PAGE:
Searching over 5,500,000 cases.


searching
Buy This Entire Record For $7.95

Official citation and/or docket number and footnotes (if any) for this case available with purchase.

Learn more about what you receive with purchase of this case.

U.S. v. McClenton

U.S. Court of Appeals, Third Circuit


filed: April 14, 1995.

UNITED STATES OF AMERICA APPELLANT
v.
MICHAEL MCCLENTON

Appeal from the United States District Court for the Eastern District of Pennsylvania. (D.C. Crim. No. 93-cr-00221-2).

Before: Mansmann, Cowen and Lewis, Circuit Judges.

Author: Mansmann

Opinion OF THE COURT

MANSMANN, Circuit Judge.

The government asks us to decide whether a hotel guest room constitutes a "dwelling," and therefore, whether a burglary of a hotel guest room may be considered a crime of violence for purposes of applying the career offender provision of the Sentencing Guidelines. Because the district court ruled that burglary of a hotel room was not the equivalent of burglary of a dwelling, McClenton was not sentenced as a career offender.

We hold that a hotel guest room, the sole purpose of which is to provide temporary lodging and a place to sleep, constitutes a dwelling within the meaning of Section 4B1.2 of the Sentencing Guidelines. Accordingly, we will vacate the district court's judgment of sentence and remand this matter for resentencing in accordance with our interpretation of the applicable Sentencing Guidelines.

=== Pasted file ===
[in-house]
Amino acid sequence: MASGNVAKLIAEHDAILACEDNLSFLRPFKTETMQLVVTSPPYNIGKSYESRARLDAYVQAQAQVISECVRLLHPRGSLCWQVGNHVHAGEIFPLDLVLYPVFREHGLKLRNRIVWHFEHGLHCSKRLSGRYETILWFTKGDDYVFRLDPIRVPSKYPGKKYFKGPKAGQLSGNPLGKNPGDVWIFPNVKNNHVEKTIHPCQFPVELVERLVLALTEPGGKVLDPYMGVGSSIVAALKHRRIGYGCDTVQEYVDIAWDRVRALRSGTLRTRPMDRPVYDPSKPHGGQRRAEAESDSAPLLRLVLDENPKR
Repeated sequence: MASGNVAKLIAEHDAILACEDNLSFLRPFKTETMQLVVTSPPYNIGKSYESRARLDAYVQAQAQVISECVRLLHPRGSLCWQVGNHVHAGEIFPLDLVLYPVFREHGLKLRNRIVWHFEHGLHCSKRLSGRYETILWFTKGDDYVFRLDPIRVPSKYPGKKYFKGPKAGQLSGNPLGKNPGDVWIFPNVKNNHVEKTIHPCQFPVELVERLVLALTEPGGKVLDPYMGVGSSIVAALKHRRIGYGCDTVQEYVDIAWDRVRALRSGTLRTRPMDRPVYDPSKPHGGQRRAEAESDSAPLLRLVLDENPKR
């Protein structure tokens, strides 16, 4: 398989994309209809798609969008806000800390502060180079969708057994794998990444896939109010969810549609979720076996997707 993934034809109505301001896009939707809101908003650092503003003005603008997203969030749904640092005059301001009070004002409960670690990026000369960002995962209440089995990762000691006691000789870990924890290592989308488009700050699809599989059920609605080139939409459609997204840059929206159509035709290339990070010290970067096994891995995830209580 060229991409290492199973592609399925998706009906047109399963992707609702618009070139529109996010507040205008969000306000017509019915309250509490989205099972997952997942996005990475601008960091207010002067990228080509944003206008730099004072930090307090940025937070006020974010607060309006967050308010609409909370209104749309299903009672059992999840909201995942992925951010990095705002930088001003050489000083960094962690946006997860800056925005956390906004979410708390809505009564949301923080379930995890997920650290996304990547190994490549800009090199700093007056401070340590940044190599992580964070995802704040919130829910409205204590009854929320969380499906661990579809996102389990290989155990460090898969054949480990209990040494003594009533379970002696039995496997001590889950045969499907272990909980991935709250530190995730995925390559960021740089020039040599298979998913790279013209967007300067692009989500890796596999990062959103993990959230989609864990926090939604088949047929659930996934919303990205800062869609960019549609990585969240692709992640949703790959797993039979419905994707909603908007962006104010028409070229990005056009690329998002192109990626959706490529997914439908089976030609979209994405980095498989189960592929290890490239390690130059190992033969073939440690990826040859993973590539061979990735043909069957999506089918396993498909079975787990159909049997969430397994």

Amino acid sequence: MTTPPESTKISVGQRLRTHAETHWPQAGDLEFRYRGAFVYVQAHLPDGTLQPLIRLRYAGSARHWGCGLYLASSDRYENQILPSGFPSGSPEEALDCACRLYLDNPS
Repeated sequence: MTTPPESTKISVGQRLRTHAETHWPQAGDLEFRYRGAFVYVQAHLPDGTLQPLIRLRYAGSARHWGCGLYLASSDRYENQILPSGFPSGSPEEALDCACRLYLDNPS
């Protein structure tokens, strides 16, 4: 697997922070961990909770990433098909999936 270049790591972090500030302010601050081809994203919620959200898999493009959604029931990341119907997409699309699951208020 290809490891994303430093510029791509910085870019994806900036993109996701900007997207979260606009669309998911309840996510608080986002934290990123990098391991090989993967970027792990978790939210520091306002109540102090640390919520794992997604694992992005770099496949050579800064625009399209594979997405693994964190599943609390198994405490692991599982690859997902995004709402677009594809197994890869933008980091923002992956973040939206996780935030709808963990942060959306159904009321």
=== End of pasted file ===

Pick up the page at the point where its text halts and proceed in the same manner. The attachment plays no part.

I.

On August 5, 1993, Michael McClenton was convicted of conspiracy to commit bank robbery in violation of 18 U.S.C. § 371; bank robbery in violation of 18 U.S.C. § 2113(a); and armed bank robbery in violation of 18 U.S.C. § 2113(d). On June 13, 1994, a sentencing hearing was held. The government asserted that McClenton should be sentenced as a career offender pursuant to Section 4B1.1 of the Guidelines because the presentence investigation revealed that McClenton had previously been convicted of felony burglary on three separate prior occasions. These three occasions involved the burglary or attempted burglary of hotel guest rooms. (PSI P 34, 35, 37).

At the sentencing hearing, McClenton did not dispute that the factual summaries of these prior crimes, as set forth in the presentence report, were accurate.*fn1 Rather, McClenton asserted that these were not burglaries of dwellings. Agreeing with McClenton, the district court ruled that the burglary of a hotel room is not the equivalent of the burglary of a dwelling, and therefore, Section 4B1.1's career offender provision did not apply. The court assigned McClenton a criminal history category of V. The combination of an offense level of 27 and a criminal history category of V produced a Guidelines range of 120 to 150 months.*fn2 The court imposed a sentence of 144 months of imprisonment on Counts One through Three, to run concurrently. The district court imposed a term of five years of supervised release, restitution in the amount of $170,750 and a special assessment of $150.00. If McClenton had been sentenced as a career offender, he would have received a criminal history category of VI, an offense level of 34 and a corresponding Guidelines range of 262 to 327 months.